During the first few days of my stay, we visited with lots of doctors and nurses. With the exception of the ER doctor, most of the hospital staff was so friendly. It is true what they say about people in the South. In general, they are hospitable, super friendly and love to talk as if you’ve been friends with them all their lives. The nurses were even friendly and kind to this lady from “liberal”
who was supposedly admitted for an STD J. But when Sunday rolled around, the situation
was not looking good for me. My primary
doctor at the hospital, an OB/GYN, met with Wes and me early that morning. She had been monitoring me now for a few days
and visiting with us pretty regularly.
She sat us down and said, I would like to re-do your tests, with your
permission. My gut feeling tells me this
is not an STD. You are not responding well,
and your vitals are not good. You are
developing pneumonia. Not only this, but
you seem like a very different couple then the couples we normally see with
this “problem”. Oregon
This was a pretty bold decision on her part. But of course, we knew the diagnosis was wrong, so we agreed to have the tests re-taken. They started testing me on Sunday afternoon. The results came back. Indeed, my appendix WAS the issue. It was leaking infection all over inside my abdomen. The appendix needed to be surgically removed as soon as possible. Wes’s sister had a neighbor who, just a few years earlier, had died from an infected appendix that had been leaking for days without anyone knowing it. We were somewhat alarmed, but at the same time, glad to finally have the right diagnosis.
That evening, I went into surgery. The next thing I remember, I was waking up, and felt like I couldn’t breathe. People were hovering right over my face, trying to put a mask on me; it was an oxygen mask. The mask was covering up my face. All I knew is I couldn’t breathe and in my delirium, I thought it was because something was covering my nose and mouth and blocking my air. So, I did what anyone normal person would do – I kept pulling the mask off. The anesthesiologist would place it back on…I would pull it off. I don’t remember this, but the anesthesiologist told Wes that I got really rough with him. So uncharacteristic of me! Turns out, my pneumonia was pretty severe by this time, and I was not breathing well at all. The surgeon and anesthiologist immediately met with Wes, and said I needed to be brought to ICU. It was a scary time for him, being told I was not breathing well and not doing as well as they had hoped. And it was a scary time for my family and friends at home who were being kept apprised of the situation through texts and Facebook.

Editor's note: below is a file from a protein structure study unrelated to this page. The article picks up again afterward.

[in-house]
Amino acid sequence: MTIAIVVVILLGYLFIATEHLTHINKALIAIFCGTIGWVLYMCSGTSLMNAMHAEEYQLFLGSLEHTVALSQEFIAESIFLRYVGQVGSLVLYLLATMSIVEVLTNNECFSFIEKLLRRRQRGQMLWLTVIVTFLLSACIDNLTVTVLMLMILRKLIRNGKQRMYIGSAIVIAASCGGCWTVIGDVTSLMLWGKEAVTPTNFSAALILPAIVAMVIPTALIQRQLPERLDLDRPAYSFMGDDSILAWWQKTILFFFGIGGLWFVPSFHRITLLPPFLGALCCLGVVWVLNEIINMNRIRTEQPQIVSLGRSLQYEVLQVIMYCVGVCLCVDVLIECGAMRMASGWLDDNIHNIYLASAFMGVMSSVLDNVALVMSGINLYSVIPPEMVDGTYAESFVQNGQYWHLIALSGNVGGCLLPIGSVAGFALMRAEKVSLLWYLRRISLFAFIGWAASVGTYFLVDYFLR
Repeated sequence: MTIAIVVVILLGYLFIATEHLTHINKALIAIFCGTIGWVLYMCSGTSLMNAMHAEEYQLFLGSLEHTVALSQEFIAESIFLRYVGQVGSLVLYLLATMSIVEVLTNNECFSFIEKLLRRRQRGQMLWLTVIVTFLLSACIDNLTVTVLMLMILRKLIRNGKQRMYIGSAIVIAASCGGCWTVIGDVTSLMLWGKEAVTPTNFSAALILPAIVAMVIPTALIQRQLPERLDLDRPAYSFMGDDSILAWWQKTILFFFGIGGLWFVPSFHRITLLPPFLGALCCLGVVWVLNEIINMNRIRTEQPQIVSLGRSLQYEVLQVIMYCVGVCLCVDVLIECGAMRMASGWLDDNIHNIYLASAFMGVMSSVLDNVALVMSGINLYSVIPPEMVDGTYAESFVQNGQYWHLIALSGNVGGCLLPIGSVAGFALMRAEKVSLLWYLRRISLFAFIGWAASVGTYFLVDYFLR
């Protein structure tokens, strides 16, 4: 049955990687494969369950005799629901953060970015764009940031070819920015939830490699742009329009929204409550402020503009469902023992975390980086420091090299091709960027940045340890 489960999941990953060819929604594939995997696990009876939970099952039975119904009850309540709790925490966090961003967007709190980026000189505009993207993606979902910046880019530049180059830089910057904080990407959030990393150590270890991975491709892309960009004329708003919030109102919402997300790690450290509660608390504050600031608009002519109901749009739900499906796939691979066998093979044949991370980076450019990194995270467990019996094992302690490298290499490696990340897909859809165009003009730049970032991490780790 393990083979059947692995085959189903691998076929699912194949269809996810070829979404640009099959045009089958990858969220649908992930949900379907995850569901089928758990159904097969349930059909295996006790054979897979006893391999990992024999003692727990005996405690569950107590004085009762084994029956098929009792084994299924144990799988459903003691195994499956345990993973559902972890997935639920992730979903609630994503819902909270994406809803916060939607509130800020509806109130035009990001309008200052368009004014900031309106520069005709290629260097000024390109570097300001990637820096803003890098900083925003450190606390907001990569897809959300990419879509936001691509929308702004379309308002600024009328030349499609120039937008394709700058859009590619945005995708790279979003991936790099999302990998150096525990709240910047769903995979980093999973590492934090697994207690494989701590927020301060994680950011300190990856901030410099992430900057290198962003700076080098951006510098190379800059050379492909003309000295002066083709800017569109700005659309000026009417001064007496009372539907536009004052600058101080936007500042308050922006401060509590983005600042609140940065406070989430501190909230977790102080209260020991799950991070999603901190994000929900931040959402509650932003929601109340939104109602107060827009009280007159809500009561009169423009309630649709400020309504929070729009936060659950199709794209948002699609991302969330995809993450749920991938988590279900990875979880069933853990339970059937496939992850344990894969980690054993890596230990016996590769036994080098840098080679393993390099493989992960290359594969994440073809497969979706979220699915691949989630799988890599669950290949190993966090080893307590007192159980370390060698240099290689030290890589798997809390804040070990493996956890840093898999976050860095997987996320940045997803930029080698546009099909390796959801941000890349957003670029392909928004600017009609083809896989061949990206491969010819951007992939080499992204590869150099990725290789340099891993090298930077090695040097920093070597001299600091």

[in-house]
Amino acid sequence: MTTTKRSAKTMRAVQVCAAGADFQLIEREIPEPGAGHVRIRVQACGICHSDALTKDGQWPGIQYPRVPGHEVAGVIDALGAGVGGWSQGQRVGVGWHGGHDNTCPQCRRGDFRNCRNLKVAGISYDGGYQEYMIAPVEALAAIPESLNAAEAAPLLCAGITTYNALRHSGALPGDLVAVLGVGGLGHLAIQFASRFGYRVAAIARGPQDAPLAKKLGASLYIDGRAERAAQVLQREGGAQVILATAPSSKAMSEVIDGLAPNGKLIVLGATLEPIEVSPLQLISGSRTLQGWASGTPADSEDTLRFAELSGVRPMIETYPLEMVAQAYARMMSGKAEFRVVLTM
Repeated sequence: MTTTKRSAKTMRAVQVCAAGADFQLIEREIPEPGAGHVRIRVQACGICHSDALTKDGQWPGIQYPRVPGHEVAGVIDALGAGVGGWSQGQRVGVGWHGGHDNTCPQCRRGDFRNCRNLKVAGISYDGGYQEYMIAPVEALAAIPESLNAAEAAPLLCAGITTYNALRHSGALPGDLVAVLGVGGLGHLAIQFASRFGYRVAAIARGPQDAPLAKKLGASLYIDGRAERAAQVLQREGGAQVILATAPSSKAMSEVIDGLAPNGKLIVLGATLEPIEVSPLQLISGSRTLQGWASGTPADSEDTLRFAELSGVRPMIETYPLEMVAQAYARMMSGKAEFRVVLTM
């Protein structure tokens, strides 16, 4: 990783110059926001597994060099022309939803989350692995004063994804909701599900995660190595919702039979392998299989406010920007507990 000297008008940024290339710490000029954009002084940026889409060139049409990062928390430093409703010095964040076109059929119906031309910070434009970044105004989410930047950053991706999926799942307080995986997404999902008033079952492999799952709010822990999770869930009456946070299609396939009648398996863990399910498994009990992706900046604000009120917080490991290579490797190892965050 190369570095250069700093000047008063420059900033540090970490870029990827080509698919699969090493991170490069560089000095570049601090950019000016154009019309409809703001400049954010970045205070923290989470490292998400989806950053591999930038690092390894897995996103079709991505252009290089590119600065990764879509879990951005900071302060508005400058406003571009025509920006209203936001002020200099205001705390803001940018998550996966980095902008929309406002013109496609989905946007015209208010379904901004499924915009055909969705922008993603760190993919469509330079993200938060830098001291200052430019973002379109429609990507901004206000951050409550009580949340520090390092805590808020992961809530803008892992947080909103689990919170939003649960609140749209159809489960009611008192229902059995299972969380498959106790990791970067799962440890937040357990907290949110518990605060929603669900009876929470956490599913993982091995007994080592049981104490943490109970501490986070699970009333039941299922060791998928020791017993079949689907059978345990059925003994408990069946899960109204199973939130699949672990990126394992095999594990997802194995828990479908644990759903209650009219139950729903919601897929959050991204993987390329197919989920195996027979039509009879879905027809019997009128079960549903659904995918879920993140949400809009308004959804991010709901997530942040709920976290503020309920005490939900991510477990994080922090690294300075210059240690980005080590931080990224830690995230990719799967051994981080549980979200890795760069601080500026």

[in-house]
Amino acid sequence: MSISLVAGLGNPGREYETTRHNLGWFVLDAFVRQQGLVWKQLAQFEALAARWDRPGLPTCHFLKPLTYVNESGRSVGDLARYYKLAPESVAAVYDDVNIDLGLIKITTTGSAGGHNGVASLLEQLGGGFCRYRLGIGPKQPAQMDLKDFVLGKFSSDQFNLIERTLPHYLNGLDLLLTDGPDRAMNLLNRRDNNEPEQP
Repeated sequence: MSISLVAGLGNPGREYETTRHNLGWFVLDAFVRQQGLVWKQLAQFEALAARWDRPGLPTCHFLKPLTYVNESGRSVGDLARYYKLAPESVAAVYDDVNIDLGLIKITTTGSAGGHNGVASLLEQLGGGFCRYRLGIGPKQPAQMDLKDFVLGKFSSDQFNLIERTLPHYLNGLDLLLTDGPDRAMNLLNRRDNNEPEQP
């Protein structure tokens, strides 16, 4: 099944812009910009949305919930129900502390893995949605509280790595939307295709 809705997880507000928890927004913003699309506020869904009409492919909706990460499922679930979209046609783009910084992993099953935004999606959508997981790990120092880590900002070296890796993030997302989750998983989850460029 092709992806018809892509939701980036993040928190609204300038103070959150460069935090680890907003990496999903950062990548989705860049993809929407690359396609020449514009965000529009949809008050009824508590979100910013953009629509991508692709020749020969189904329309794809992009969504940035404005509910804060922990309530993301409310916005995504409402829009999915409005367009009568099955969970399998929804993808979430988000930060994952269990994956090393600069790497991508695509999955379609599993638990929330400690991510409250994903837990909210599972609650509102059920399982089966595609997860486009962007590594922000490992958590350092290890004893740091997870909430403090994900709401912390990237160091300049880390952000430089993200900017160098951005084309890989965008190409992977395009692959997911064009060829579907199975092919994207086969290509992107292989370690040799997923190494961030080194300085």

I did stabilize however, over the next 24 hours. The surgery recovery would have been fairly straight-forward, but the pneumonia had really taken hold. I was required to spend 5 more days in the hospital, receiving breathing treatments every few hours, close supervision, and antibiotics. I don’t remember a lot during this time, except coughing and not being able to breathe well. One thing I do remember very vividly though. Sometime after surgery, I walked into the bathroom, looked in the mirror, and what I saw was a different person staring back at me! They had pumped me so full of fluids, and the fluids had been retained, for the most part. I had gained at least 30 pounds. If I were not so sick, I am sure this would have been very alarming to me! The staff assured me that the weight would all come off eventually, and I would look normal again. Wes did not know whether to laugh or cry! My normal frame was now twice as big, at least it seemed that way to us. When I finally was released from the hospital, none of my regular clothes even remotely fit. I remember Wes taking a dress of mine, and stretching it out as hard as he could. I was able to squeeze into it then. And I had a pair of boots, that I could just barely fit my feet into. My legs were so swollen I could hardly walk. All this was so ironic, since I had hardly eaten anything for almost 2 weeks.
We were given permission to fly home a few days after my release from the hospital. I waddled through the airport, still so swollen and hardly able to walk. It was humiliating, looking that way and having to walk through an airport. When I walked through the door of my house, my kids were there. I know they felt bad, but they couldn’t help but laugh at my appearance. It was quite a shock to them! Sure enough though, the water weight came off and I went back to normal.
I relate this experience to add another layer to all the experiences we have been through that have taught us great appreciation for health and life, and family. And for the prayers of the saints who were lifting me up continually during this time. I am very thankful for the people at home who were praying. The whole situation could have turned out differently – in a bad way. It took me a few more weeks to fully recover from pneumonia. My church family provided meals for my family and me during this time. And once again, we came through a trial with a testimony of God’s goodness to us, and of his rescue from a dangerous, even life-threatening situation. J.